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Making headlines last week, the 30-year-old Brazilian-born billionaire and co-founder of Facebook Eduardo Saverin gave up his U.S. citizenship. The move came just ahead of Facebook’s initial public offering that places the value of the social network at up to $96 billion. The renunciation of Severin’s U.S. citizenship will reduce his tax liabilities.
According to a Bloomberg report, Severin, who is a resident of Singapore, helped Mark Zuckerberg start Facebook “in a Harvard University dorm and stands to reap billions of dollars after the world’s largest social network holds its IPO.”
Facebook’s IPO is reported to be already oversubscribed. Investors say the demand for shares far exceeds what Facebook has available. The company wants to raise some $10.6 billion by selling more than 337 million shares at $28 to $35 apiece.
“Eduardo recently found it more practical to become a resident of Singapore since he plans to live there for an indefinite period of time,” said Severin’s spokesman Tom Goodman.
Severin’s name is on a a list of people who chose to renounce citizenship as of April 30, published by the Internal Revenue Service. He renounced his U.S. citizenship “around September” of last year, according to his spokesman.
Government, Google can go dark, leave you in the dark
In the presumed interests of national security, Google and the National Security Agency do not have to reveal any arrangement to guard against cyber attacks.
An appeals court ruled last week that the top secret NSA doesn’t have to confirm or deny any relationship it might have with Google, despite the non-profit Electronic Privacy Information Center interest group’s claim that we, the people, have a right to know about any spying on U.S. citizens.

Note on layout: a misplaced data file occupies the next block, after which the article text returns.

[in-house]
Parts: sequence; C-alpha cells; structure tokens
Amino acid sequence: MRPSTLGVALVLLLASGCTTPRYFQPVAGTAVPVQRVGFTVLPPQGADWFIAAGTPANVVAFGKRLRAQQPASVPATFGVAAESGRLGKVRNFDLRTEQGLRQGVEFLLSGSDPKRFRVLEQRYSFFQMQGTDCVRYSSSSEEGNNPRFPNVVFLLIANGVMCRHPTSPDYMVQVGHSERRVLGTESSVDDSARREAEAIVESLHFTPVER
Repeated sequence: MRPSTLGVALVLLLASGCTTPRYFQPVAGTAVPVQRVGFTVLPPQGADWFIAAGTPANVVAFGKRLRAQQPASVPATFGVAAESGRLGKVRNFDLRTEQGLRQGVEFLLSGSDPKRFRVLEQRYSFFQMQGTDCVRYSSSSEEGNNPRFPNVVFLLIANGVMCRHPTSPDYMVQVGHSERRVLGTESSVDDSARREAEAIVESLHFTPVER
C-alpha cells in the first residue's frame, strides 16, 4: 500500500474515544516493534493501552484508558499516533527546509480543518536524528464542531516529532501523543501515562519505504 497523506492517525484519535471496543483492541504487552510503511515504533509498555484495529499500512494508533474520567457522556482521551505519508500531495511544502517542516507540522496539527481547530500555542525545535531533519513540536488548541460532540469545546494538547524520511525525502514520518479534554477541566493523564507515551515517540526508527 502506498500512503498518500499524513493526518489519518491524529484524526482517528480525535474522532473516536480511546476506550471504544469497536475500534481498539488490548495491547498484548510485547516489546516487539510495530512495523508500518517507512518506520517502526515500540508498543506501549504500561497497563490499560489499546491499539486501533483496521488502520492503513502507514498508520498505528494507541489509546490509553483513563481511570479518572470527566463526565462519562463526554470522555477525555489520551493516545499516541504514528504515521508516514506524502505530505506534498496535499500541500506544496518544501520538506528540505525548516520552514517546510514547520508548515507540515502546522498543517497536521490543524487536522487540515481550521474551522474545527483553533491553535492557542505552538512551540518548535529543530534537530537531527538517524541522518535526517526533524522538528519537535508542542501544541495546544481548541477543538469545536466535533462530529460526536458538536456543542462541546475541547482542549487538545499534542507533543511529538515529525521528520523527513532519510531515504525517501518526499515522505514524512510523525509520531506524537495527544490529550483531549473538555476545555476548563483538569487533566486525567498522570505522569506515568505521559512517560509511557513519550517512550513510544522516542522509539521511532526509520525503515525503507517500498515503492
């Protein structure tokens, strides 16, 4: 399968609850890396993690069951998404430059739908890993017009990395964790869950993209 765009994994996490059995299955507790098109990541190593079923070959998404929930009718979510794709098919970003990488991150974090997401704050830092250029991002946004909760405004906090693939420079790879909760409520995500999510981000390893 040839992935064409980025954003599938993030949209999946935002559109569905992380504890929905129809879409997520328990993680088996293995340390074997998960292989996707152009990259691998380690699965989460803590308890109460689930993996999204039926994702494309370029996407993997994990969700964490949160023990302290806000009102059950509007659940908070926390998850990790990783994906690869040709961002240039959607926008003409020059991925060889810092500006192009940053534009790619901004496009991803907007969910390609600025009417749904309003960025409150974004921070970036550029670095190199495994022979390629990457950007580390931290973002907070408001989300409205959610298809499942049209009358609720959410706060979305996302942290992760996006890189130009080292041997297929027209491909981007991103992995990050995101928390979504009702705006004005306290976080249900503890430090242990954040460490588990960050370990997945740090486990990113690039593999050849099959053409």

In the appeals opinion, Judge Janice Rogers wrote, “Any information pertaining to the relationship between Google and NSA would reveal protected information about NSA’s implementation of its information assurance mission.”
Google search rankings protected
On a related topic, a legal analyst says Google and other search engines can sort or censor search rankings according to their preferences. UCLA law professor Eugene Volokh, commissioned by Google to assess the matter, says the search engines are protected under the First Amendment and are no different from traditional news media outlets in that regard.
“[S]earch engines select and sort the results in a way that is aimed at giving users what the search engine companies see as the most helpful and useful information,” Volokh writes. “In this respect, each search engine’s editorial judgment is much like many other familiar editorial judgments.”
The report is titled “First Amendment Protection for Search Engine Results” and can be read here.
Google maps to offer deals
If you’re using an Android device, you’ll soon be getting offers for daily deals, coupons and rewards when using Google maps to search for local businesses. It’s part of Google Offers, Google’s expansion into Groupon-like offers, according to Eric Rosenblum, Google’s director of product management for Google Offers.
Last week Google began integrating deals for restaurants, spas and other services with Google Maps 6.7. Google has also added indoor airport and mall walking directions for users in the U.S. and Japan.